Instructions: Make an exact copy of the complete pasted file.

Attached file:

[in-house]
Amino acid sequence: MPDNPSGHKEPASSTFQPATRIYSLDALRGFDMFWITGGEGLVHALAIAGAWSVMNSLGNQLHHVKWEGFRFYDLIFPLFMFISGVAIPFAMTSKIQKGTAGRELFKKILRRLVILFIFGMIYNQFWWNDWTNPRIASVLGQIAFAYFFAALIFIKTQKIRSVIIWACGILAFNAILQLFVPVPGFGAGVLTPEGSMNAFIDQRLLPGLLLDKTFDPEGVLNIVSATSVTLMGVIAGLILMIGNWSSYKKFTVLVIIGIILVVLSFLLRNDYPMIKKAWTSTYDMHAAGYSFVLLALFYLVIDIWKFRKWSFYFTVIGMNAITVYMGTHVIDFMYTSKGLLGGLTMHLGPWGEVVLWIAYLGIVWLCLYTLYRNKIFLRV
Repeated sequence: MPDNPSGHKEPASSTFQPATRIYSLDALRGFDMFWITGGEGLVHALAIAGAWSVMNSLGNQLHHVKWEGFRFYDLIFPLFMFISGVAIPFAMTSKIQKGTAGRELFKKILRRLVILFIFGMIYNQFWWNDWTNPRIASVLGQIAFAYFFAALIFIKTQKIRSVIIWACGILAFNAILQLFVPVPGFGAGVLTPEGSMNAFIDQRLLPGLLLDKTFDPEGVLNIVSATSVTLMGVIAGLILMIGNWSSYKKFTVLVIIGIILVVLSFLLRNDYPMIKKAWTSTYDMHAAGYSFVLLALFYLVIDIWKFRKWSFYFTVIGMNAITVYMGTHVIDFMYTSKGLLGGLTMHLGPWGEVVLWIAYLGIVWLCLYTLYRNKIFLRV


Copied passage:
[in-house]
Amino acid sequence: MPDNPSGHKEPASSTFQPATRIYSLDALRGFDMFWITGGEGLVHALAIAGAWSVMNSLGNQLHHVKWEGFRFYDLIFPLFMFISGVAIPFAMTSKIQKGTAGRELFKKILRRLVILFIFGMIYNQFWWNDWTNPRIASVLGQIAFAYFFAALIFIKTQKIRSVIIWACGILAFNAILQLFVPVPGFGAGVLTPEGSMNAFIDQRLLPGLLLDKTFDPEGVLNIVSATSVTLMGVIAGLILMIGNWSSYKKFTVLVIIGIILVVLSFLLRNDYPMIKKAWTSTYDMHAAGYSFVLLALFYLVIDIWKFRKWSFYFTVIGMNAITVYMGTHVIDFMYTSKGLLGGLTMHLGPWGEVVLWIAYLGIVWLCLYTLYRNKIFLRV
Repeated sequence: MPDNPSGHKEPASSTFQPATRIYSLDALRGFDMFWITGGEGLVHALAIAGAWSVMNSLGNQLHHVKWEGFRFYDLIFPLFMFISGVAIPFAMTSKIQKGTAGRELFKKILRRLVILFIFGMIYNQFWWNDWTNPRIASVLGQIAFAYFFAALIFIKTQKIRSVIIWACGILAFNAILQLFVPVPGFGAGVLTPEGSMNAFIDQRLLPGLLLDKTFDPEGVLNIVSATSVTLMGVIAGLILMIGNWSSYKKFTVLVIIGIILVVLSFLLRNDYPMIKKAWTSTYDMHAAGYSFVLLALFYLVIDIWKFRKWSFYFTVIGMNAITVYMGTHVIDFMYTSKGLLGGLTMHLGPWGEVVLWIAYLGIVWLCLYTLYRNKIFLRV